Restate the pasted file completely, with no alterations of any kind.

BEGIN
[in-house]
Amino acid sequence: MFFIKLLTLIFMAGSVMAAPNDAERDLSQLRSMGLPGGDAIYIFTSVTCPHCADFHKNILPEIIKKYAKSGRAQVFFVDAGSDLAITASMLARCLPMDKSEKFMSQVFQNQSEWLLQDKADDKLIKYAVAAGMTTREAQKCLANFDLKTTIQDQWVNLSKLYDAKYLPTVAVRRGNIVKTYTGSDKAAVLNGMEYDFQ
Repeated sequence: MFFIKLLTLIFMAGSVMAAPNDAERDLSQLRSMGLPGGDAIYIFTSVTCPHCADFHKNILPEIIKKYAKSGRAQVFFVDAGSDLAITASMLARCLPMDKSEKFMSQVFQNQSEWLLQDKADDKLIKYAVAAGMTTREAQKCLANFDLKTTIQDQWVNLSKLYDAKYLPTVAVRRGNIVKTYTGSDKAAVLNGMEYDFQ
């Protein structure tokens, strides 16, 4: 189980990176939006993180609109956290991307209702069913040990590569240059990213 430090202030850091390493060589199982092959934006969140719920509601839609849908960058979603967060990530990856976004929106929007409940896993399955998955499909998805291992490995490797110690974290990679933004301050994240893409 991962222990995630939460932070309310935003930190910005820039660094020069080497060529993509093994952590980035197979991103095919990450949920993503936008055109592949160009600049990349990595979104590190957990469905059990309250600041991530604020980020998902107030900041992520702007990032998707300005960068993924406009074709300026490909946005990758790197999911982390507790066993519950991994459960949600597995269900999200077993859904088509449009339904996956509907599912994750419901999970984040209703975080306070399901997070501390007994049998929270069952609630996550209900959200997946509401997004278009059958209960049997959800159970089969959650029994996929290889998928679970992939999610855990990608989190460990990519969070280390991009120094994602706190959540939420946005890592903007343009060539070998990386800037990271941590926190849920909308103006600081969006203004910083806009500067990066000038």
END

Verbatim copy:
[in-house]
Amino acid sequence: MFFIKLLTLIFMAGSVMAAPNDAERDLSQLRSMGLPGGDAIYIFTSVTCPHCADFHKNILPEIIKKYAKSGRAQVFFVDAGSDLAITASMLARCLPMDKSEKFMSQVFQNQSEWLLQDKADDKLIKYAVAAGMTTREAQKCLANFDLKTTIQDQWVNLSKLYDAKYLPTVAVRRGNIVKTYTGSDKAAVLNGMEYDFQ
Repeated sequence: MFFIKLLTLIFMAGSVMAAPNDAERDLSQLRSMGLPGGDAIYIFTSVTCPHCADFHKNILPEIIKKYAKSGRAQVFFVDAGSDLAITASMLARCLPMDKSEKFMSQVFQNQSEWLLQDKADDKLIKYAVAAGMTTREAQKCLANFDLKTTIQDQWVNLSKLYDAKYLPTVAVRRGNIVKTYTGSDKAAVLNGMEYDFQ
């Protein structure tokens, strides 16, 4: 189980990176939006993180609109956290991307209702069913040990590569240059990213 430090202030850091390493060589199982092959934006969140719920509601839609849908960058979603967060990530990856976004929106929007409940896993399955998955499909998805291992490995490797110690974290990679933004301050994240893409 991962222990995630939460932070309310935003930190910005820039660094020069080497060529993509093994952590980035197979991103095919990450949920993503936008055109592949160009600049990349990595979104590190957990469905059990309250600041991530604020980020998902107030900041992520702007990032998707300005960068993924406009074709300026490909946005990758790197999911982390507790066993519950991994459960949600597995269900999200077993859904088509449009339904996956509907599912994750419901999970984040209703975080306070399901997070501390007994049998929270069952609630996550209900959200997946509401997004278009059958209960049997959800159970089969959650029994996929290889998928679970992939999610855990990608989190460990990519969070280390991009120094994602706190959540939420946005890592903007343009060539070998990386800037990271941590926190849920909308103006600081969006203004910083806009500067990066000038």